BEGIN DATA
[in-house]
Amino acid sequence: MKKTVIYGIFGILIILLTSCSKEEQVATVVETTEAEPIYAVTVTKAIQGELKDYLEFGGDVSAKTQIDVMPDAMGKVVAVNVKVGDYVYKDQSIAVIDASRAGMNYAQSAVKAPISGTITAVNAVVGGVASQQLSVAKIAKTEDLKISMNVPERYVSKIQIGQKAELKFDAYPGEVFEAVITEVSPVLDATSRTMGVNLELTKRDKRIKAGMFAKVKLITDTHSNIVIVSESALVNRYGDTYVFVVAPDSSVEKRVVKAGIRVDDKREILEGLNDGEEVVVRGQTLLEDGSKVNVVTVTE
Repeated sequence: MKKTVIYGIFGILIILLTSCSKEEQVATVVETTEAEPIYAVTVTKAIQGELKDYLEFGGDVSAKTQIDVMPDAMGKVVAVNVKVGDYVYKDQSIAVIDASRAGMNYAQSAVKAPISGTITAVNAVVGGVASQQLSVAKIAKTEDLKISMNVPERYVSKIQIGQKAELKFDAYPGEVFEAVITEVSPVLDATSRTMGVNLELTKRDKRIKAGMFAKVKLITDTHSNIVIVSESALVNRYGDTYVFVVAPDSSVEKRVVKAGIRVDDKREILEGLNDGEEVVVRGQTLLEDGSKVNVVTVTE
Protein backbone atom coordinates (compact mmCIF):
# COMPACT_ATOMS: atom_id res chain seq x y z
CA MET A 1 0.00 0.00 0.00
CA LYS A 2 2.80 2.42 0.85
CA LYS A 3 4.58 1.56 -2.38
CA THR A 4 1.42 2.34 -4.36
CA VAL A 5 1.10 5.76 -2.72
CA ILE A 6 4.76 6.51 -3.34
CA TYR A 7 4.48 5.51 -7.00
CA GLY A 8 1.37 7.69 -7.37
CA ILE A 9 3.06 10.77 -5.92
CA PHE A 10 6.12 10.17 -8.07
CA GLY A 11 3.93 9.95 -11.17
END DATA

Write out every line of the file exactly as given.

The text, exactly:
[in-house]
Amino acid sequence: MKKTVIYGIFGILIILLTSCSKEEQVATVVETTEAEPIYAVTVTKAIQGELKDYLEFGGDVSAKTQIDVMPDAMGKVVAVNVKVGDYVYKDQSIAVIDASRAGMNYAQSAVKAPISGTITAVNAVVGGVASQQLSVAKIAKTEDLKISMNVPERYVSKIQIGQKAELKFDAYPGEVFEAVITEVSPVLDATSRTMGVNLELTKRDKRIKAGMFAKVKLITDTHSNIVIVSESALVNRYGDTYVFVVAPDSSVEKRVVKAGIRVDDKREILEGLNDGEEVVVRGQTLLEDGSKVNVVTVTE
Repeated sequence: MKKTVIYGIFGILIILLTSCSKEEQVATVVETTEAEPIYAVTVTKAIQGELKDYLEFGGDVSAKTQIDVMPDAMGKVVAVNVKVGDYVYKDQSIAVIDASRAGMNYAQSAVKAPISGTITAVNAVVGGVASQQLSVAKIAKTEDLKISMNVPERYVSKIQIGQKAELKFDAYPGEVFEAVITEVSPVLDATSRTMGVNLELTKRDKRIKAGMFAKVKLITDTHSNIVIVSESALVNRYGDTYVFVVAPDSSVEKRVVKAGIRVDDKREILEGLNDGEEVVVRGQTLLEDGSKVNVVTVTE
Protein backbone atom coordinates (compact mmCIF):
# COMPACT_ATOMS: atom_id res chain seq x y z
CA MET A 1 0.00 0.00 0.00
CA LYS A 2 2.80 2.42 0.85
CA LYS A 3 4.58 1.56 -2.38
CA THR A 4 1.42 2.34 -4.36
CA VAL A 5 1.10 5.76 -2.72
CA ILE A 6 4.76 6.51 -3.34
CA TYR A 7 4.48 5.51 -7.00
CA GLY A 8 1.37 7.69 -7.37
CA ILE A 9 3.06 10.77 -5.92
CA PHE A 10 6.12 10.17 -8.07
CA GLY A 11 3.93 9.95 -11.17